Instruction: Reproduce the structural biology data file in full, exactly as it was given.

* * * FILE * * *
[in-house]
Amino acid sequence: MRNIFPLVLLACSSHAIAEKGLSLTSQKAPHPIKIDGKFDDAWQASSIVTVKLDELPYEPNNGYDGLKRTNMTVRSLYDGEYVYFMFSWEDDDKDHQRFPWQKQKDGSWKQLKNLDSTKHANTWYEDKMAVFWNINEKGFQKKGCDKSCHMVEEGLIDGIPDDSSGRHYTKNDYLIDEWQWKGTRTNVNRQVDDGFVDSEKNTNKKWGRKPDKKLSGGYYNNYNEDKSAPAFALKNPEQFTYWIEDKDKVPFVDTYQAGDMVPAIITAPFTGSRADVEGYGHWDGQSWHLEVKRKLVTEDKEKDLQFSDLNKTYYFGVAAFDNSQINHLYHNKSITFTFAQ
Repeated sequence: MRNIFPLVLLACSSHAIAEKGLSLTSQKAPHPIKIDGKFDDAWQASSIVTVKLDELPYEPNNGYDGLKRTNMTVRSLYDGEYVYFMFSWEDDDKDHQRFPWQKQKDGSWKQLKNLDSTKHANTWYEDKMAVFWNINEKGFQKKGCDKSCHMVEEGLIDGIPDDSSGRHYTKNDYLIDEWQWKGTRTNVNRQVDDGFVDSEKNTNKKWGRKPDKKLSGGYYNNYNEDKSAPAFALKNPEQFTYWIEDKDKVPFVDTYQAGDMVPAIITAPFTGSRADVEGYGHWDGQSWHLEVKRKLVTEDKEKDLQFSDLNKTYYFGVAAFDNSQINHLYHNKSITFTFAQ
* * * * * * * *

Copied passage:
[in-house]
Amino acid sequence: MRNIFPLVLLACSSHAIAEKGLSLTSQKAPHPIKIDGKFDDAWQASSIVTVKLDELPYEPNNGYDGLKRTNMTVRSLYDGEYVYFMFSWEDDDKDHQRFPWQKQKDGSWKQLKNLDSTKHANTWYEDKMAVFWNINEKGFQKKGCDKSCHMVEEGLIDGIPDDSSGRHYTKNDYLIDEWQWKGTRTNVNRQVDDGFVDSEKNTNKKWGRKPDKKLSGGYYNNYNEDKSAPAFALKNPEQFTYWIEDKDKVPFVDTYQAGDMVPAIITAPFTGSRADVEGYGHWDGQSWHLEVKRKLVTEDKEKDLQFSDLNKTYYFGVAAFDNSQINHLYHNKSITFTFAQ
Repeated sequence: MRNIFPLVLLACSSHAIAEKGLSLTSQKAPHPIKIDGKFDDAWQASSIVTVKLDELPYEPNNGYDGLKRTNMTVRSLYDGEYVYFMFSWEDDDKDHQRFPWQKQKDGSWKQLKNLDSTKHANTWYEDKMAVFWNINEKGFQKKGCDKSCHMVEEGLIDGIPDDSSGRHYTKNDYLIDEWQWKGTRTNVNRQVDDGFVDSEKNTNKKWGRKPDKKLSGGYYNNYNEDKSAPAFALKNPEQFTYWIEDKDKVPFVDTYQAGDMVPAIITAPFTGSRADVEGYGHWDGQSWHLEVKRKLVTEDKEKDLQFSDLNKTYYFGVAAFDNSQINHLYHNKSITFTFAQ